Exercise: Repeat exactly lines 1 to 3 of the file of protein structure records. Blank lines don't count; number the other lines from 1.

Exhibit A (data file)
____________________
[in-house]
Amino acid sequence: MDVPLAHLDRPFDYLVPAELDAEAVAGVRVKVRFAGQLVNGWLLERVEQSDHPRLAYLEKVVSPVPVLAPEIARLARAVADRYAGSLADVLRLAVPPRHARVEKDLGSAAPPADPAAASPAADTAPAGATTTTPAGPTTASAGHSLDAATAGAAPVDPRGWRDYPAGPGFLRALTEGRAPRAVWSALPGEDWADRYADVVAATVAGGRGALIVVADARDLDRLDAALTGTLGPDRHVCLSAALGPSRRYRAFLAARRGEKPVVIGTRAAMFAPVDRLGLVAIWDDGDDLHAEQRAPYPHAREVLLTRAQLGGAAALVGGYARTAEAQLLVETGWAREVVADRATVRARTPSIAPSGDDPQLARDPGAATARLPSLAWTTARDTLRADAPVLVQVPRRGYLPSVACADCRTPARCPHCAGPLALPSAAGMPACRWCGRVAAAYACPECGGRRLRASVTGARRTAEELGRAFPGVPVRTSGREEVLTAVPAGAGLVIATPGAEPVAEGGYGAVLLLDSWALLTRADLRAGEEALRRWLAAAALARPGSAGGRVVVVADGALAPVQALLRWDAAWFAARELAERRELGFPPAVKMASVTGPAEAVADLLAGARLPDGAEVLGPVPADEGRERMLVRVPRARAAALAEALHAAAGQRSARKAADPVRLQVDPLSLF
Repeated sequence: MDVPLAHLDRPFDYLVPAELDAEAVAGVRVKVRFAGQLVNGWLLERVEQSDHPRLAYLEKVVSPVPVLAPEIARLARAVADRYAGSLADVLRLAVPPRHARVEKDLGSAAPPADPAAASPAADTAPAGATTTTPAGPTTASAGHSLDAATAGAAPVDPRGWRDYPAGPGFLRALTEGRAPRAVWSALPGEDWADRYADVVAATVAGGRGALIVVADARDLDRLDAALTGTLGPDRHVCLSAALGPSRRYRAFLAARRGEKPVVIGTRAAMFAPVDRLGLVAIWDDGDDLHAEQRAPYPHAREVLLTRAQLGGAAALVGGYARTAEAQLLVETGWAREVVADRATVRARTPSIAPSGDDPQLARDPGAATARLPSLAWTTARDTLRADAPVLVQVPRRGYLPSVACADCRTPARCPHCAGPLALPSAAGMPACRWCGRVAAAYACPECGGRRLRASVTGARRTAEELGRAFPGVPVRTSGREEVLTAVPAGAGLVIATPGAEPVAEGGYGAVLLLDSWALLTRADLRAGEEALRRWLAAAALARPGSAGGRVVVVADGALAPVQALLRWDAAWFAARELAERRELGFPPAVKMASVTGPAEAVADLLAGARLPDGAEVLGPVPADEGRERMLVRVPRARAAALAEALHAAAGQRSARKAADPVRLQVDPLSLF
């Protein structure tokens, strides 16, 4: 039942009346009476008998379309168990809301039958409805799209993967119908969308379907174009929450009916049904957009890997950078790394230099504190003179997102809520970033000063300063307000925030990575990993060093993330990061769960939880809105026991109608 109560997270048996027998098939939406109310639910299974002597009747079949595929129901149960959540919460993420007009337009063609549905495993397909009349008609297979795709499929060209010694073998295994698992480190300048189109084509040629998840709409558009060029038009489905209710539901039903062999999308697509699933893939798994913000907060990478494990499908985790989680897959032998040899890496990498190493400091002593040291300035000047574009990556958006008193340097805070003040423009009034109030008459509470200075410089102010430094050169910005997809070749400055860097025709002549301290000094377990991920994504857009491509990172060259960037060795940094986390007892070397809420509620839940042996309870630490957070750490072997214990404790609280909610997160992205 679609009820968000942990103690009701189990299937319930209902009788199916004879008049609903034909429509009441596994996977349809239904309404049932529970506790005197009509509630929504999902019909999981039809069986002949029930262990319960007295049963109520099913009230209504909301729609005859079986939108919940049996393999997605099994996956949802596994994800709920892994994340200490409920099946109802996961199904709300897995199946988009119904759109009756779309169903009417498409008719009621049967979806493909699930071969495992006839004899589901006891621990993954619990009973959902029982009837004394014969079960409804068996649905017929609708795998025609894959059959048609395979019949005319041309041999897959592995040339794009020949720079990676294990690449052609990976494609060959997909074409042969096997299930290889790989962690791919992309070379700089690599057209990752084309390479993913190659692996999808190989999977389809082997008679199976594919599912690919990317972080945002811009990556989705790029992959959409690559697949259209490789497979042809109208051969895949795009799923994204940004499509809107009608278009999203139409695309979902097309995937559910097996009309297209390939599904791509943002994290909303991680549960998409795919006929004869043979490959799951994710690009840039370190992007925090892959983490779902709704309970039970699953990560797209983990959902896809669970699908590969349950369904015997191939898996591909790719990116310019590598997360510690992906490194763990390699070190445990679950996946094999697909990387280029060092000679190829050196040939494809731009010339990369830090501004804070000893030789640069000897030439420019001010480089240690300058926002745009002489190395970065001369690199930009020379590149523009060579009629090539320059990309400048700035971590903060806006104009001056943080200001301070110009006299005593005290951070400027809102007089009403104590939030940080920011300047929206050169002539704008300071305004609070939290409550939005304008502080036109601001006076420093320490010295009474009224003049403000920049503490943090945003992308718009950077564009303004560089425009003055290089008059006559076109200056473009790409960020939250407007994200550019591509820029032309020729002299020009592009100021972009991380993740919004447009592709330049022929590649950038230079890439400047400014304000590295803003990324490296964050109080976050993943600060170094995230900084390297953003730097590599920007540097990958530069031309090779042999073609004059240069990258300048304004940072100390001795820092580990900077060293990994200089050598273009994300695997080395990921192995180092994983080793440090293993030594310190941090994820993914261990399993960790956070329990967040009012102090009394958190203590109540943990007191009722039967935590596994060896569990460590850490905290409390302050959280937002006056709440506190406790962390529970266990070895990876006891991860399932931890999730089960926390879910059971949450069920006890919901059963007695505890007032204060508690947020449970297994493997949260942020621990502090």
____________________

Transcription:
[in-house]
Amino acid sequence: MDVPLAHLDRPFDYLVPAELDAEAVAGVRVKVRFAGQLVNGWLLERVEQSDHPRLAYLEKVVSPVPVLAPEIARLARAVADRYAGSLADVLRLAVPPRHARVEKDLGSAAPPADPAAASPAADTAPAGATTTTPAGPTTASAGHSLDAATAGAAPVDPRGWRDYPAGPGFLRALTEGRAPRAVWSALPGEDWADRYADVVAATVAGGRGALIVVADARDLDRLDAALTGTLGPDRHVCLSAALGPSRRYRAFLAARRGEKPVVIGTRAAMFAPVDRLGLVAIWDDGDDLHAEQRAPYPHAREVLLTRAQLGGAAALVGGYARTAEAQLLVETGWAREVVADRATVRARTPSIAPSGDDPQLARDPGAATARLPSLAWTTARDTLRADAPVLVQVPRRGYLPSVACADCRTPARCPHCAGPLALPSAAGMPACRWCGRVAAAYACPECGGRRLRASVTGARRTAEELGRAFPGVPVRTSGREEVLTAVPAGAGLVIATPGAEPVAEGGYGAVLLLDSWALLTRADLRAGEEALRRWLAAAALARPGSAGGRVVVVADGALAPVQALLRWDAAWFAARELAERRELGFPPAVKMASVTGPAEAVADLLAGARLPDGAEVLGPVPADEGRERMLVRVPRARAAALAEALHAAAGQRSARKAADPVRLQVDPLSLF
Repeated sequence: MDVPLAHLDRPFDYLVPAELDAEAVAGVRVKVRFAGQLVNGWLLERVEQSDHPRLAYLEKVVSPVPVLAPEIARLARAVADRYAGSLADVLRLAVPPRHARVEKDLGSAAPPADPAAASPAADTAPAGATTTTPAGPTTASAGHSLDAATAGAAPVDPRGWRDYPAGPGFLRALTEGRAPRAVWSALPGEDWADRYADVVAATVAGGRGALIVVADARDLDRLDAALTGTLGPDRHVCLSAALGPSRRYRAFLAARRGEKPVVIGTRAAMFAPVDRLGLVAIWDDGDDLHAEQRAPYPHAREVLLTRAQLGGAAALVGGYARTAEAQLLVETGWAREVVADRATVRARTPSIAPSGDDPQLARDPGAATARLPSLAWTTARDTLRADAPVLVQVPRRGYLPSVACADCRTPARCPHCAGPLALPSAAGMPACRWCGRVAAAYACPECGGRRLRASVTGARRTAEELGRAFPGVPVRTSGREEVLTAVPAGAGLVIATPGAEPVAEGGYGAVLLLDSWALLTRADLRAGEEALRRWLAAAALARPGSAGGRVVVVADGALAPVQALLRWDAAWFAARELAERRELGFPPAVKMASVTGPAEAVADLLAGARLPDGAEVLGPVPADEGRERMLVRVPRARAAALAEALHAAAGQRSARKAADPVRLQVDPLSLF